At The Sound Of The BellPavlov’s DogCrossover

At The Sound Of The Bell

Pavlov’s Dog

Crossover Prog

Review by
Prog Reviewer

Review Nº 151

Pavlov’s Dog is an American band often compared to Rush, not so much for their style of music, which is more art
rock and less progressive than Rush’s music, which is also more heavy, but because the voice of their vocalist. The
unique voice of David Surkamp often is compared to the voice of Geddy Lee, the lead vocalist and bassist of Rush.
Despite I accept that there are many similarities with both voices, I sincerely think they are two substantially
different voices.

‘At The Sound Of The Bell’ is their second studio album and was released in 1975. Their second and last album in
the 70’s, was a lighter and less powerful effort then their excellent debut album ‘Pampered Menial’. But, anyway,
‘At The Sound Of The Bell’ is saved, generally, by strong songwritting and tasty arrangements, in the vein of their
debut album.

The line up on the album is David Surkamp (lead vocals, acoustic and veleno guitars), Steve Scorfina (lead guitar),
Rick Stockton (bass guitar), David Hamilton (keyboards), Doug Rayburn (mellotron, bass and percussion), Thomas
Nickeson (acoustic guitar and harmonies) and Mike Safron (percussion). In relation to the line up of the first album,
Siegfried Carver (violin, viola and vitar) left the group. In addition to this band’s change, a handful of guest artists
were invited to participate on the album, of which deserve special mention the jazz saxophonist Michael Brecker,
the King Crimson’s drummer Bill Bruford and the Roxy Music’s saxophonist Andy MacKay.

‘At The Sound Of The Bell’ has nine tracks. The first track ‘She Came Shining’ written by Surkamp and Rayburn is a
very pretty melodic song that shows a more progressive musical instrumental arrangements than the most of the
songs of their debut previous studio album. This is a good song but it doesn’t add anything special or new to the
album. The second track ‘Standing Here With You (Megan’s Song)’ written by Surkamp is a very calm and pretty
ballad with good musical quality. It’s an acoustic song with beautiful piano, violin and acoustic guitar works, very
well sung by Surkamp. The third track ‘Mersey’ written by Surkamp and Scorfina represents another calm and
pretty ballad. This is almost an acoustic track. It has a good guitar work and it has also a good saxophone solo. It’s
also a good song but as happened with the first track, I can’t see anything special on it. The fourth track ‘Valkerie’
written by Surkamp is a very good song. Finally, we have on the album a really great song in the vein of many of the
songs of their debut album. It has nice piano, flute and mellotron works, and it has also a very interesting chorus.
This is one of my three favourite songs on the album. The fifth track ‘Try To Hang On’ written by Surkamp is a very
short song and like some of other tracks on the album it has nothing special to mention on it. This is a song with
some musical mixture of rock and jazz. The final result is, undoubtedly, a well played song. The sixth track ‘Gold
Nuggets’ written by Surkamp represents the second best song on the album. It’s also a song in the same vein of
‘Pampered Menial’, but, for me, is even better than ‘Valkerie’. This is a fantastic melodic song that could have been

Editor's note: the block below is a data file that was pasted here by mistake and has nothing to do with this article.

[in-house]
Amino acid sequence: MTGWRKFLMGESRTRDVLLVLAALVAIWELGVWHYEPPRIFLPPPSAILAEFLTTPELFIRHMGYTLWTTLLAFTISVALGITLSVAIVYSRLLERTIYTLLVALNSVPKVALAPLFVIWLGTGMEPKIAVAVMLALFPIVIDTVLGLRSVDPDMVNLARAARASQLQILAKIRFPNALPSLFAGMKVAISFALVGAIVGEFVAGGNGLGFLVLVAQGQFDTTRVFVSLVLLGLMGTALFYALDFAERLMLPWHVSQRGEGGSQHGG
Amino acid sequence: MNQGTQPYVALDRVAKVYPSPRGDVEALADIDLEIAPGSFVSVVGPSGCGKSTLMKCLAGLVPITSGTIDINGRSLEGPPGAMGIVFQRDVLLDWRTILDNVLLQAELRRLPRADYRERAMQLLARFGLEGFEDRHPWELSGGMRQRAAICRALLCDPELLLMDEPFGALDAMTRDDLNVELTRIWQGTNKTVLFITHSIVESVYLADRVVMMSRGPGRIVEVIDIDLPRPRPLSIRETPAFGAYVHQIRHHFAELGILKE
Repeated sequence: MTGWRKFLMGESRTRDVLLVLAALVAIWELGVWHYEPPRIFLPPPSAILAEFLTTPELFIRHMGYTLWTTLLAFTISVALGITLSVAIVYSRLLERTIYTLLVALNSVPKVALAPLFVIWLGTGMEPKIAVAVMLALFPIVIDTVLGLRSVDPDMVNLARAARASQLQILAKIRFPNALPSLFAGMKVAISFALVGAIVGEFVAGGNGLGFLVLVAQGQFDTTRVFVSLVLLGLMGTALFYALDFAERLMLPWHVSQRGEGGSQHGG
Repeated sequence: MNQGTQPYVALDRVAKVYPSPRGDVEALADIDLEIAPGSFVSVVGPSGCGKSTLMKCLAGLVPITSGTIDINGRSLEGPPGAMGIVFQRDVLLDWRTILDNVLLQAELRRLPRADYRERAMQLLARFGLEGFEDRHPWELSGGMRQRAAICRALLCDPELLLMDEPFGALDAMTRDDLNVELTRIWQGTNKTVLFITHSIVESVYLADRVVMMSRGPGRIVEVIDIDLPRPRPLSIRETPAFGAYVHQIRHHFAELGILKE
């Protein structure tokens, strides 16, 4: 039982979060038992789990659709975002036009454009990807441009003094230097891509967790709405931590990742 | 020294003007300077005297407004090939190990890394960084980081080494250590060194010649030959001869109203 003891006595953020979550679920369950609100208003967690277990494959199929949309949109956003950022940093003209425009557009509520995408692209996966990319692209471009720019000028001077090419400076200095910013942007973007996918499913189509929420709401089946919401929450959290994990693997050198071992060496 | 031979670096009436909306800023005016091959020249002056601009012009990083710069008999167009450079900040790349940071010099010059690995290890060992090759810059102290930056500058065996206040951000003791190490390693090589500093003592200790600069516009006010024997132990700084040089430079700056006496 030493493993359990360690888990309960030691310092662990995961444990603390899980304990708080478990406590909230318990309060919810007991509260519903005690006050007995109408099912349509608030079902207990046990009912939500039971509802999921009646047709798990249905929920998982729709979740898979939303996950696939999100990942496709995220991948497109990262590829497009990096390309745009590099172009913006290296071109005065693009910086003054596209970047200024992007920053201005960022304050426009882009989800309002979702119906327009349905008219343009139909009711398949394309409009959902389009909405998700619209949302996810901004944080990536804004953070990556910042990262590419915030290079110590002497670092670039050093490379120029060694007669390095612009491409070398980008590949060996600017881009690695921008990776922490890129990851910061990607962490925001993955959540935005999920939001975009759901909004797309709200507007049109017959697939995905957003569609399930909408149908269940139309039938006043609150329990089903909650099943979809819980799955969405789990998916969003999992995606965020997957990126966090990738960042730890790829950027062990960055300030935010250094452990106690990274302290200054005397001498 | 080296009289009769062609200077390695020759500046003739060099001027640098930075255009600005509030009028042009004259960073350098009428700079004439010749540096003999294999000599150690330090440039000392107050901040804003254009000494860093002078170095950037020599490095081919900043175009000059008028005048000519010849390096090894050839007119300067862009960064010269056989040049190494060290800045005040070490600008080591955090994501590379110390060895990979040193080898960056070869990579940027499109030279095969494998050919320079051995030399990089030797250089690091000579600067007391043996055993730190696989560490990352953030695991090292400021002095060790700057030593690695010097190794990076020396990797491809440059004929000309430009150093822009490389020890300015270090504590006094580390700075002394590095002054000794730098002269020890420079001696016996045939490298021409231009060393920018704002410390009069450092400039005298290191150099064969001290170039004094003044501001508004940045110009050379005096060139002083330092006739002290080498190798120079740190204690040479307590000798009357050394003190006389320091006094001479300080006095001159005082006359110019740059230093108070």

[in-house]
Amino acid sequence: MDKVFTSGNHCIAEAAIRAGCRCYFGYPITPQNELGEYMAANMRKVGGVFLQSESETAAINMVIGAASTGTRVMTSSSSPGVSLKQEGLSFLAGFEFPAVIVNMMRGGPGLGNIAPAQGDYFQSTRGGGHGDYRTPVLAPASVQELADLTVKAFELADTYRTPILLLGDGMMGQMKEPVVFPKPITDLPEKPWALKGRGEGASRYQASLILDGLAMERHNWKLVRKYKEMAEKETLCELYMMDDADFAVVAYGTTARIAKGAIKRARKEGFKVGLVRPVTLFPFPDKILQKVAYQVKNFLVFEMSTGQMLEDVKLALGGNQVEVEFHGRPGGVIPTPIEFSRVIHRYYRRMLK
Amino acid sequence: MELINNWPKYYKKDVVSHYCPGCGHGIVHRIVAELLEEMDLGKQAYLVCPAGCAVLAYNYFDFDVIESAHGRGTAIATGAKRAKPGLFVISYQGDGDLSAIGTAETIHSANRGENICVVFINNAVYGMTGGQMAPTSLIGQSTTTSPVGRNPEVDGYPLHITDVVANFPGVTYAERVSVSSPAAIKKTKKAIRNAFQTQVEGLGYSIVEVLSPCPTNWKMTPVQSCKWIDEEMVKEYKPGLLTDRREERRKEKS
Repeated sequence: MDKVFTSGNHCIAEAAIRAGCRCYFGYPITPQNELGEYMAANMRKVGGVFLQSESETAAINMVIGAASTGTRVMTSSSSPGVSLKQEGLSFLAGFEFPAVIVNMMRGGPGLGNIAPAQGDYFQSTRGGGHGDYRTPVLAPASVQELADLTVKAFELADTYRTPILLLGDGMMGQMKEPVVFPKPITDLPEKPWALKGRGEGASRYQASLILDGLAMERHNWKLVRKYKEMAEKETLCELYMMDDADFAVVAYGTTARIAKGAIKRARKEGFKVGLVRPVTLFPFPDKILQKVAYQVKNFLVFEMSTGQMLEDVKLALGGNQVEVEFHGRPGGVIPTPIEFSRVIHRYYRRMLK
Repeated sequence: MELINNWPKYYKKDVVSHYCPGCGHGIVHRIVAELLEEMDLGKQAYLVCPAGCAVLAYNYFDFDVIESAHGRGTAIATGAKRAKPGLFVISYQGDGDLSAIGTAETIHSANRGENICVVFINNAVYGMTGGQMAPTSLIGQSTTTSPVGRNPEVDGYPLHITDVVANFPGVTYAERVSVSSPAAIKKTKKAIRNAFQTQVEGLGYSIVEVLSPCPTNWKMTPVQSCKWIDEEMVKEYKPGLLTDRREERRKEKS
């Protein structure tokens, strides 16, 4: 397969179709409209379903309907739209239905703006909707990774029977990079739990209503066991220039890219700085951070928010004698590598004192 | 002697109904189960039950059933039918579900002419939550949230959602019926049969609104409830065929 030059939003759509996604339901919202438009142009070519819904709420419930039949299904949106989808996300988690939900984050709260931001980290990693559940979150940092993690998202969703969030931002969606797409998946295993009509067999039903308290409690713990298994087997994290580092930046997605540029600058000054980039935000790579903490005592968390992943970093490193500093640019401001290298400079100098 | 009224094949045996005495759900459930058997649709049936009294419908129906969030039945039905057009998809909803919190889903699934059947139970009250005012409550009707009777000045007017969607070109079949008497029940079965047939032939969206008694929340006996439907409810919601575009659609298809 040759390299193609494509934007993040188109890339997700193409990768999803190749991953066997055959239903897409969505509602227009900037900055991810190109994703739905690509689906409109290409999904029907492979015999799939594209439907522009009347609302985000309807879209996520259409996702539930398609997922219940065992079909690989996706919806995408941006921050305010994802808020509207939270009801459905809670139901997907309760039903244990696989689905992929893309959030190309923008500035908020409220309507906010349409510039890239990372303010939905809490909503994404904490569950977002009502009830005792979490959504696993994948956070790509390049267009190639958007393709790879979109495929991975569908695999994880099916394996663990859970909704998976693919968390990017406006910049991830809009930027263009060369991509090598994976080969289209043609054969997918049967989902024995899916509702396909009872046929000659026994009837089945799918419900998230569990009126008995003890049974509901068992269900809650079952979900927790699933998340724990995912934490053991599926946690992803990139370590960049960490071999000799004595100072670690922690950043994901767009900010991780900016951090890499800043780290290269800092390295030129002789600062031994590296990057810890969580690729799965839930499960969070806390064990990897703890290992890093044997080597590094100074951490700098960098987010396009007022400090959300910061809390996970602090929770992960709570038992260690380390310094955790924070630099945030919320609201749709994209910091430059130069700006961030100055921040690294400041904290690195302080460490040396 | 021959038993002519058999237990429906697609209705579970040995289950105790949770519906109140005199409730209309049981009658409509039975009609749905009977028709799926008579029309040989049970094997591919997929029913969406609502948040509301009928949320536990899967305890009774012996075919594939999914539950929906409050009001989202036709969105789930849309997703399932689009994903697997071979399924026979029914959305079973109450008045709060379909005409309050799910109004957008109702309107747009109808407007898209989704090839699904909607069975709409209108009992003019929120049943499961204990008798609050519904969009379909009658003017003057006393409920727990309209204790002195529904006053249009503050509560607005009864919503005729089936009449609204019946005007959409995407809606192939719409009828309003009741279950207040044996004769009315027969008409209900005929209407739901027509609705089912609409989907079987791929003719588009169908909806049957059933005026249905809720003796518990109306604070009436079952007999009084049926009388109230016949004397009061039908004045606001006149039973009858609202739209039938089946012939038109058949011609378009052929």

part, like ‘Valkerie’, of their debut studio work. It deserves special mention the surprising use of a mandolin on the
song. The seventh track ‘She Breaks Like A Morning Sky’ written by Surkamp and Rayburn is another song with
some jazz influence, basically because how the use of the bass and the saxophone on it. The final result is a very
pretty and nice song. The eighth track ‘Early Morning On’ written by Surkamp and Rayburn is, at my taste, a very
beautiful and enjoyable song. It has some very interesting musical arrangements too. Despite be a vulgar song
without anything special, the final effect on me, is a nice track with gentle music to listen to. The ninth track ‘Did
You See Him Cry’ written by Surkamp and Rayburn is, in my humble opinion, the best song on the album and
represents also the only truly progressive track on it. This is a fantastic song with abrupt musical passages, very
melodic and with several rhythm changes all over the track. It has also a fantastic mellotron work. This is, for me,
the best and the most perfect way to Pavlov’s Dog finish their second studio album.

Conclusion: As I wrote before when I reviewed ‘Pampered Menial’, in the distant 70’s the progressive rock music
was essentially a European phenomenon, mainly a British phenomenon. So, when some American progressive rock
bands like Kansas, Starcastle, Blue Oyster Cult and Pavlov’s Dog appeared, soon I tried to know them. Curiously, my
first purchase of those bands, in those times, was precisely ‘At The Sound Of The Bell’. But however and
unfortunately, ‘At The Sound Of The Bell’ is an album much lower, in terms of musical quality, than ‘Pampered
Menial’, their debut. Anyway, we can’t really say this is a bad album. Still, I must may say that I became some
disappointed with it because almost all the songs on it are somehow vulgar with the exception of ‘Valkerie’, ‘Gold
Nuggets’ and ‘Did You See Him Cry’. However, if you know already and you like ‘Pampered Menial’, worth buy this
album especially because of those three songs, mainly due to ‘Did You See Him Cry’ which is, in my humble
opinion, the best song ever wrote by them on both albums. However, if you don’t have any of these albums, the
right thing to do is to buy ‘Pampered Menial’.

Prog is my Ferrari. Jem Godfrey (Frost*)